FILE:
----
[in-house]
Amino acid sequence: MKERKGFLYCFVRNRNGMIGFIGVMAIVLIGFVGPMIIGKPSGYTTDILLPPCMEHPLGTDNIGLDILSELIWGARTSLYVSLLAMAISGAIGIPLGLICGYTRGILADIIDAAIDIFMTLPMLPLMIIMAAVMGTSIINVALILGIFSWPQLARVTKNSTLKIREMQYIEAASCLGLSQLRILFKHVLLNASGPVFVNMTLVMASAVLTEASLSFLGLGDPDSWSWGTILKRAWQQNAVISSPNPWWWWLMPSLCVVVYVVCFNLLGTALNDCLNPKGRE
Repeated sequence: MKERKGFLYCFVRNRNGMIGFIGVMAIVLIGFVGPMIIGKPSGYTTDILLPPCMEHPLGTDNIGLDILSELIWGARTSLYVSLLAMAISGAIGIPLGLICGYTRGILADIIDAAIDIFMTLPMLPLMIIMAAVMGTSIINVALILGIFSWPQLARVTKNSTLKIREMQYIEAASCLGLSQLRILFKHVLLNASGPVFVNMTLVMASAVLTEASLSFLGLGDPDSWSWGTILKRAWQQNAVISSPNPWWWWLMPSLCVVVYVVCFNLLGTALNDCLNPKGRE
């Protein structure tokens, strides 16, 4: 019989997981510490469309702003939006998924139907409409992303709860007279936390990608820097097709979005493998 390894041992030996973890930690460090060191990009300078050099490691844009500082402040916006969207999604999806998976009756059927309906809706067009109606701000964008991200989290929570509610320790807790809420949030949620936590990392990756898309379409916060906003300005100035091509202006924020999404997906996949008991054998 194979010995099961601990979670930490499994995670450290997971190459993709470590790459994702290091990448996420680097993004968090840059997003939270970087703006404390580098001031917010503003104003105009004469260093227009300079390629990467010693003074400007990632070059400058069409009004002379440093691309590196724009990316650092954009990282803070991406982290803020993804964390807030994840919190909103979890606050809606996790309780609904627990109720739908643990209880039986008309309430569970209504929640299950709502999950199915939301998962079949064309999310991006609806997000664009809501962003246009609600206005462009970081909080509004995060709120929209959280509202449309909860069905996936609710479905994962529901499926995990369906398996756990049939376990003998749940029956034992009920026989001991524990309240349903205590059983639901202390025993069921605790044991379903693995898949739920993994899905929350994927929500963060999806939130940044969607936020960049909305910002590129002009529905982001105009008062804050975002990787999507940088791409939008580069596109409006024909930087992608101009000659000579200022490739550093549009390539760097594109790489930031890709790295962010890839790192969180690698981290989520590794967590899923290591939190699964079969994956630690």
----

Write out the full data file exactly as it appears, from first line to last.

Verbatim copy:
[in-house]
Amino acid sequence: MKERKGFLYCFVRNRNGMIGFIGVMAIVLIGFVGPMIIGKPSGYTTDILLPPCMEHPLGTDNIGLDILSELIWGARTSLYVSLLAMAISGAIGIPLGLICGYTRGILADIIDAAIDIFMTLPMLPLMIIMAAVMGTSIINVALILGIFSWPQLARVTKNSTLKIREMQYIEAASCLGLSQLRILFKHVLLNASGPVFVNMTLVMASAVLTEASLSFLGLGDPDSWSWGTILKRAWQQNAVISSPNPWWWWLMPSLCVVVYVVCFNLLGTALNDCLNPKGRE
Repeated sequence: MKERKGFLYCFVRNRNGMIGFIGVMAIVLIGFVGPMIIGKPSGYTTDILLPPCMEHPLGTDNIGLDILSELIWGARTSLYVSLLAMAISGAIGIPLGLICGYTRGILADIIDAAIDIFMTLPMLPLMIIMAAVMGTSIINVALILGIFSWPQLARVTKNSTLKIREMQYIEAASCLGLSQLRILFKHVLLNASGPVFVNMTLVMASAVLTEASLSFLGLGDPDSWSWGTILKRAWQQNAVISSPNPWWWWLMPSLCVVVYVVCFNLLGTALNDCLNPKGRE
């Protein structure tokens, strides 16, 4: 019989997981510490469309702003939006998924139907409409992303709860007279936390990608820097097709979005493998 390894041992030996973890930690460090060191990009300078050099490691844009500082402040916006969207999604999806998976009756059927309906809706067009109606701000964008991200989290929570509610320790807790809420949030949620936590990392990756898309379409916060906003300005100035091509202006924020999404997906996949008991054998 194979010995099961601990979670930490499994995670450290997971190459993709470590790459994702290091990448996420680097993004968090840059997003939270970087703006404390580098001031917010503003104003105009004469260093227009300079390629990467010693003074400007990632070059400058069409009004002379440093691309590196724009990316650092954009990282803070991406982290803020993804964390807030994840919190909103979890606050809606996790309780609904627990109720739908643990209880039986008309309430569970209504929640299950709502999950199915939301998962079949064309999310991006609806997000664009809501962003246009609600206005462009970081909080509004995060709120929209959280509202449309909860069905996936609710479905994962529901499926995990369906398996756990049939376990003998749940029956034992009920026989001991524990309240349903205590059983639901202390025993069921605790044991379903693995898949739920993994899905929350994927929500963060999806939130940044969607936020960049909305910002590129002009529905982001105009008062804050975002990787999507940088791409939008580069596109409006024909930087992608101009000659000579200022490739550093549009390539760097594109790489930031890709790295962010890839790192969180690698981290989520590794967590899923290591939190699964079969994956630690």